The electron can be considered as a small magnet, with two opposite poles defining its magnetic field associated with spin and orbital motion. When such tiny magnets are collectively aligned due to the inherent coupling, ferromagnetism appears. However, it has long been believed that ferromagnetism hardly survived in two-dimensional (2D) systems because of the increased thermal fluctuations revealed by Mermin-Wagner's theorem. The recent discovery of 2D magnetic crystals has shown that magnetic anisotropy can stabilize the long range magnetic order by opening an exciting range to resist thermal agitation. Two-dimensional magnetic crystals are ideal platforms for experimentally accessing the fundamental physics of magnetism in small dimensions. Unlike traditional thin magnetic films, 2D materials largely decouple from substrates, allow electrical control, are mechanically flexible, and are open to chemical functionalization. These attributes make 2D magnets accessible, adaptable and integrable into emerging heterostructures for properties and applications not yet achieved, such as magneto-optical and magneto-magnetic thin-film devices for ultracompact spintronics, optical on-chip communications, and the like. quantum computing.
Magnetism has been explored in 2D materials for over a decade. Magnetic moments have been created through fault engineering based on vacancies, adatoms, boundaries and contours. the band structure engineering, assisted by functional density theory calculations, has opened up 2D magnetism possibilities in, for example, blocked bilayer graphene and doped GaSe; The proximity effect was applied to the spin polarization printing in 2D materials from magnetic substrates. However, these earlier efforts focused on the extrinsically induced magnetic response.
In early 2017, the first observations of a long-range magnetic order in primitive 2D crystals were reported in Cr.2Ge2You6 and CrI3. Both are magnetic insulators, yet with distinct magnetic properties. In contrast, 2D Fe3GeTe2 has recently been proven to be a magnetic conductor. Itinerant magnets and magnetic insulators have various application perspectives. The molecular beam epitaxial growth of 2D magnets has been reported for the Fe3GeTe2, VSe2, MnSeXand Cr2Ge2You6. Curie temperatures typical of 2D magnets are much lower than those of their 3D counterparts. However, this does not fundamentally exclude the possibility of 2D magnets at high temperatures. Efforts in this direction have been promising.
When van der Waals magnets (vdW) come into contact with non-magnetic materials, time inversion asymmetry could be introduced into the original non-magnets, which would probably lead, for example, to a polarization of valley in transition metal dichalcogenides or abnormal quantum Hall states in topological insulators. However, it should be noted that the properties of 2D magnets are sensitive to the materials in contact. The stacking of vdW magnets with different materials could enrich the landscape of emerging phenomena by causing, for example, the heterostructure's multi-heterostructure, unconventional superconductivity and quantum anomalous Hall effect .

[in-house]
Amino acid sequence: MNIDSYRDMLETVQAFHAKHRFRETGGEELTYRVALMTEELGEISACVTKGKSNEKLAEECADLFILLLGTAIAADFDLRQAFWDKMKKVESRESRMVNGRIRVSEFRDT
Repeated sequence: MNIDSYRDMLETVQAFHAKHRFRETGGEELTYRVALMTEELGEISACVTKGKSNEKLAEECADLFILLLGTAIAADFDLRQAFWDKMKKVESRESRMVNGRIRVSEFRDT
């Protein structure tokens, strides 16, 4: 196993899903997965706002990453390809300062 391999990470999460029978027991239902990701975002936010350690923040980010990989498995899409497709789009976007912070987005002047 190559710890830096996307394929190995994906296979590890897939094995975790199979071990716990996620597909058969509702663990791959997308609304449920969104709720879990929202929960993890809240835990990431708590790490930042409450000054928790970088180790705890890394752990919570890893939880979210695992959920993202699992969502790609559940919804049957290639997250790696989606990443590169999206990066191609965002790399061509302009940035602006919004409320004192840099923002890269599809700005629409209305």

Two-dimensional spintronic and magnetic devices have begun to emerge. A spin-orbit pair has been generated while spin-polarized current is injected from 2D materials (eg, WTe).2) in magnetic substrates; conversely, a spin wave was pumped from magnetic substrates into 2D materials for spin charge conversion. Magnetic tunnel junctions with 2D magnets (eg, CrI3) like tunnel barriers, have a gigantic tunnel magnetoresistance at low temperatures. New concepts of spin field effect transistors based on 2D magnets have also been reported.
Most of the 2D magnets currently available rely on mechanical exfoliation and only work when temperatures are low. The scaled synthesis of a slice of 2D magnets operating above ambient temperature is a prerequisite for the development of practical applications. In the longer term, the monolithic integration of such 2D magnets to other functional materials is crucial for their scalability. Spintronic devices require efficient electrical modulation of 2D magnets, transport of spins or spin waves over long distances, as well as efficient tunneling and spin injection at different junctions. The practical development of low power spintronic devices must be compatible with existing complementary metal oxide semiconductor technology (eg, impedance matching and affordable power supply). In addition, exotic spin textures, quantum phases and quasi-particles in 2D magnetic crystals and hetero-interfaces could lead to new methods of computation and communication. We anticipate that successive breakthroughs of 2D magnets could pave the way for a new era of information technology, with exciting applications in the areas of computing, data sensing and storage.